Just keep going. No problem! We'll just lower the B to a Bflat. the B-flat is the only accidental that we have to use.Our next notes to examine are the 3rd and 4th notes. Now we are going to learn how to name intervals that are larger than a second. Make sure that you write your scale using the process mentioned above. big or small. All the different major scales use their own set of accidentals. and now it's a semitone. It is the only major scale that has one flat. the method we use to name larger intervals actually applies to all intervals. has one flat. THEN make your adjustments if necessary. Start with one octave of notes. In the next lesson.the semitone. You will find that in this scale. the 'A' and 'B'. Here is the complete correct F-major scale: An F-major scale. whole tone. you'll learn how to make a proper key signature from the accidentals that are used. Here's what we've got so far: We show whole tones with a square bracket and semitones with a slur (curve). as you can see. This forms a whole tone. There are two components to the name of an interval: . In fact. But our major-scale pattern says that there should only be a semitone between these two notes. you learned how to name "small" intervals. Intervals In Lesson 7. and the toneplus-semitone. checking each interval between all notes in the scale. These were intervals that occupied the space of a "second" .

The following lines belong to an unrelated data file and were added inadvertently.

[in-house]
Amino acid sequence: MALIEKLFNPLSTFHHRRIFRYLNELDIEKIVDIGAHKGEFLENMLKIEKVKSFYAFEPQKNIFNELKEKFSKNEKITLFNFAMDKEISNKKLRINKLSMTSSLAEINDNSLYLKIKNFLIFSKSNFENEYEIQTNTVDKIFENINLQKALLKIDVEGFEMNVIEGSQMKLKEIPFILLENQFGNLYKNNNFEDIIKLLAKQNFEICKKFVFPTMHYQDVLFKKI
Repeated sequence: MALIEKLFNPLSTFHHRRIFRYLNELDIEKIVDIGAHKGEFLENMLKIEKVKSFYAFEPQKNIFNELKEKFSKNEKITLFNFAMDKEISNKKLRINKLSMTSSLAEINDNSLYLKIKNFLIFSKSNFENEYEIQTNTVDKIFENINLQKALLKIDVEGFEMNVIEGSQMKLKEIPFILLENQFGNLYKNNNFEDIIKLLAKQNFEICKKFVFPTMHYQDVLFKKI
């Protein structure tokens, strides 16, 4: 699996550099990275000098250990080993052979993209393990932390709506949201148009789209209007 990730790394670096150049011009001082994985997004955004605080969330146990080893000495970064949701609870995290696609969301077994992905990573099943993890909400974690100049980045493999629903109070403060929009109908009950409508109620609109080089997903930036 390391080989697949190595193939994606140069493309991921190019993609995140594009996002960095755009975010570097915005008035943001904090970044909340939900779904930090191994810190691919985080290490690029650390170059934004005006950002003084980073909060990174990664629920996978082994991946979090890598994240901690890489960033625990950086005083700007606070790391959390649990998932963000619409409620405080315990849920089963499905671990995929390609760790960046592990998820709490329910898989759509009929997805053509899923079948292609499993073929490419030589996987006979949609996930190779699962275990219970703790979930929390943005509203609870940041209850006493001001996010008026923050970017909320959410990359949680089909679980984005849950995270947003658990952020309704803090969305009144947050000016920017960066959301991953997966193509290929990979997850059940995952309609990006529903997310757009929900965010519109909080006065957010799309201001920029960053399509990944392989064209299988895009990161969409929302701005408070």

Let's look at the perfect intervals first. So much for the easy part! There are several different kinds. and the non-perfect ones. The second component . but more on that a little later. "hollow" or "bare". "Is there a D# in a G-major scale?" No. you can see that the 'D' is five notes higher than the 'G'. it is a perfect 5th. and 7. the number. The other intervals. etc.4. If an interval is determined to be a fifth. For example. Back to the perfect ones. then the interval will be perfect . But what if the answer was 'No"? What if instead of the above example. If you examine the example above. Therefore. of intervals. we had one of the following: or Would the number of the interval be the same? Absolutely.5 or 8). 4. these intervals will be described as either "harsh" (2 or 7) or "sweet" (3 or 6). They are the ones described as being major or minor. There are four intervals that can be described as being perfect: 1. we might say "perfect fifth" in describing a certain kind of fifth. The 'P' stands for 'perfect'. all intervals will fall into two main categories: the perfect ones. The number is very easy to determine. in this case the letter 'P'. 3. Depending on the number. diminished that. there are three possibilities: . tells us the quality of the interval.they're something different. So they're not perfect . 5. With the perfect intervals (1.The first component. Therefore. "Is there a Db in a G-major scale?" No. because the top note is still five notes above the bottom note. and 8. You have heard these terms before in conversation with musicians: major this. we need to ask ourselves an important question in order to determine what kind of fifth the interval is: "Is the top note in the major scale of the bottom note?" If the answer is "yes". the question you would ask is "Is the top note ('D') found in a 'G' major scale? You know from the previous scale lesson that the answer to that is "yes". tells us the distance between the two notes. Intervals that are perfect have a certain sound that is variously described by musicians as "pure". 6. Click on the play-bar beside the interval above and listen to the hollow sound produced by the Perfect 5th.a "perfect fifth". like the one above. But how do we actually determine the quality of an interval? For our purposes here. are non-perfect ones. 2. the interval shown above is a 5th. Assigning a '1' to the bottom note and counting upward until reaching the top note. or qualities. ask yourself the question. But are they still perfect intervals? Well.